23 March, 2018
It may be a crude stereotype, but public affairs professionals are often seen by their PR colleagues as wonkish, and a bit geeky. In turn, PA professionals sometimes dismiss PR as ‘light and fluffy’. Unfortunately, this blinkered view can lead to siloed working, and a massive missed opportunity for smarter, more effective campaigning. After all, both are different sides of the same communications coin and can and should reinforce and strengthen each other.
Many would define public affairs as insider influencing – targeting political and other influential stakeholders to achieve change by promoting new policy, securing amendments to legislation, holding parliamentary events, and working with MPs on Private Members Bills or APPGs. But this is just one element. Organisations also want to influence the bigger picture by pushing their issue up the political agenda so that the next time special advisers and strategists are looking for a new flagship policy – it’s front of mind.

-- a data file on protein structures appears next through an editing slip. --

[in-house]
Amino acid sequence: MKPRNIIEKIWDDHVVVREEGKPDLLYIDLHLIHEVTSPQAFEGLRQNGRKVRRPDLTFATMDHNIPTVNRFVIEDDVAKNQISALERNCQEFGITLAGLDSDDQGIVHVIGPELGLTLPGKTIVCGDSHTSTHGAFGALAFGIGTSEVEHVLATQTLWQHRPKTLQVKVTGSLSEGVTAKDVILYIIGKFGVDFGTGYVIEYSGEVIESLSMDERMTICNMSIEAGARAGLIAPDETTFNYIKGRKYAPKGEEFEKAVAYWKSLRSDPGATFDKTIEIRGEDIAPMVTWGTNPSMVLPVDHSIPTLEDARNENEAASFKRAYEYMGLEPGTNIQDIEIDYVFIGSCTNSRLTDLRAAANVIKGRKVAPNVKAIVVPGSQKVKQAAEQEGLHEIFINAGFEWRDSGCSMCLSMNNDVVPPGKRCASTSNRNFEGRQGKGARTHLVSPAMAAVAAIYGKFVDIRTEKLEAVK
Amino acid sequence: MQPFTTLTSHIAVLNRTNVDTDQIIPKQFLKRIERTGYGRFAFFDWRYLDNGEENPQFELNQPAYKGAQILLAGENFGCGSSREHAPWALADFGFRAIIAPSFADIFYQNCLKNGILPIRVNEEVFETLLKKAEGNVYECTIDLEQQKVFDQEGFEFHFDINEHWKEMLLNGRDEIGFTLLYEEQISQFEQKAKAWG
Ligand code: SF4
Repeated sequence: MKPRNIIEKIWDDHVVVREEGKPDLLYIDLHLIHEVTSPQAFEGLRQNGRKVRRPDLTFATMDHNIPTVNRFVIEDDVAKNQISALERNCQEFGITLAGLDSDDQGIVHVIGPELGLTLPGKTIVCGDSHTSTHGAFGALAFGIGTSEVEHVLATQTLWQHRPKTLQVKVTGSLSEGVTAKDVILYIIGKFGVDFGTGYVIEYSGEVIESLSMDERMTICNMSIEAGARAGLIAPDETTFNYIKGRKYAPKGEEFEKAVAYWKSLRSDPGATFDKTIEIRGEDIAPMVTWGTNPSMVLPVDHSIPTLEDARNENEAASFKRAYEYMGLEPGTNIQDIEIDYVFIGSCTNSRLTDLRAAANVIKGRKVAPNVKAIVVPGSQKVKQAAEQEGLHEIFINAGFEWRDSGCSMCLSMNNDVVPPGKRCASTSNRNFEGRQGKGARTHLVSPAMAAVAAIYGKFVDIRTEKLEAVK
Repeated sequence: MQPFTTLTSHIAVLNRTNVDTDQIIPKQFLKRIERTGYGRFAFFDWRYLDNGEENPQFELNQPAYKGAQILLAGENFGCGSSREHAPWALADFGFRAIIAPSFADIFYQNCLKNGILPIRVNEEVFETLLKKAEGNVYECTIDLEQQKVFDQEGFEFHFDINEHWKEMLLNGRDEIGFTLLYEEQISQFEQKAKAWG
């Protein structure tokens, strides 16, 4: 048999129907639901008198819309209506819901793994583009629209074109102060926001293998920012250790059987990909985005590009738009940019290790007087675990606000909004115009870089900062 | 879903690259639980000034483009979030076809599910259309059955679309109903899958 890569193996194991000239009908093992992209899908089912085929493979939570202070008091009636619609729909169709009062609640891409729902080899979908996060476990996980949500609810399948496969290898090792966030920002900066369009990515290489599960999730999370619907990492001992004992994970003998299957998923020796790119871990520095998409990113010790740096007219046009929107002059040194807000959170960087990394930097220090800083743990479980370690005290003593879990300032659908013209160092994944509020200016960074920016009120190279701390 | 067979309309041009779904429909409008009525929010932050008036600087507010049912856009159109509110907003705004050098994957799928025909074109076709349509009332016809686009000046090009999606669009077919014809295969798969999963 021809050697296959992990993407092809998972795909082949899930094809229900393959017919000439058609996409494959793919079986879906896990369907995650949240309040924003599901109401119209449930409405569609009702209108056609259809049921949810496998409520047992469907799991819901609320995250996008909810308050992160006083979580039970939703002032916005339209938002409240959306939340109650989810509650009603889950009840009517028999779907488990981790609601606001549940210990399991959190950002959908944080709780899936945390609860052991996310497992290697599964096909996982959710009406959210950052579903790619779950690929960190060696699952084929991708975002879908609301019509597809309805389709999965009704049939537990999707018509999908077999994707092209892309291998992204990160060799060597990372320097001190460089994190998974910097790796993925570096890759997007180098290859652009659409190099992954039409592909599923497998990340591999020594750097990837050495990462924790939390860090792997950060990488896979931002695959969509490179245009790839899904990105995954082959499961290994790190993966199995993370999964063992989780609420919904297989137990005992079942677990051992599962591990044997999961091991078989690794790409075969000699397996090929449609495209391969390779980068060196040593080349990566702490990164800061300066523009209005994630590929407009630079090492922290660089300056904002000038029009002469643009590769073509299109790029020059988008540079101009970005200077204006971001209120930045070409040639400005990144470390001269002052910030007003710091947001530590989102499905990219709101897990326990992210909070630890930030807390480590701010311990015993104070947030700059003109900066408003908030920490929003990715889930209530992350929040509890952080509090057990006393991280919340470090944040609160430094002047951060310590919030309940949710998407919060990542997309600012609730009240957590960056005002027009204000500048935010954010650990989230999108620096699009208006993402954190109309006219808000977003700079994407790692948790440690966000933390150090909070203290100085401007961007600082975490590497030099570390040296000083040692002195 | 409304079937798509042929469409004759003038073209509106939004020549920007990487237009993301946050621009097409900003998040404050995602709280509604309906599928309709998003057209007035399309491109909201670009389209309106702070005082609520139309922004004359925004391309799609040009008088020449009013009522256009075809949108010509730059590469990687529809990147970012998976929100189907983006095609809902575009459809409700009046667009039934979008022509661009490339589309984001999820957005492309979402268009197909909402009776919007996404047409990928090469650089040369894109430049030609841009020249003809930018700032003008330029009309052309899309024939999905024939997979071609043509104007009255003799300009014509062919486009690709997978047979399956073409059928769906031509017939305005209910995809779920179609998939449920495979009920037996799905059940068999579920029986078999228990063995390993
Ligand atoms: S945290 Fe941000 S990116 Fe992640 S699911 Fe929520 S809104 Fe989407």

This is where PR comes in. If there’s one thing politicians care most about it’s public opinion and winning over voters – and traditional and social media coverage is a good proxy for what voters care about. If you can drive your issue to the top of the news agenda, political advisers and politicians will start to take notice. That’s why PR can be just as useful for political influencing as it can for pushing up donations. Both disciplines target a public audience to drive policy change. Viewed through this lens, securing coverage of mental health in The Sun was key to positioning the issue not as the ‘Cinderella’ of health policy, but front and centre of the last Conservative manifesto. Similarly, PR campaigns by charities like Shelter helped make housing a key consumer issue and therfore a new focus of government policy.
What does this mean, practically, for in-house teams? It means creating an integrated communications plan where pieces of PR-led activity can be amplified through PA, and vice-versa. For example, if the PR team is doing a stunt to raise awareness of an issue, why not place a comment piece in a broadsheet or a blog on the Spectator, New Statesman, ConservativeHome or LabourList looking more deeply at what politics can do to help solve it? Or if the public affairs team has a list of MPs or Ministers it’s trying to influence, think about how PR can get the issue in the news in their constituency. Working together can make all the difference.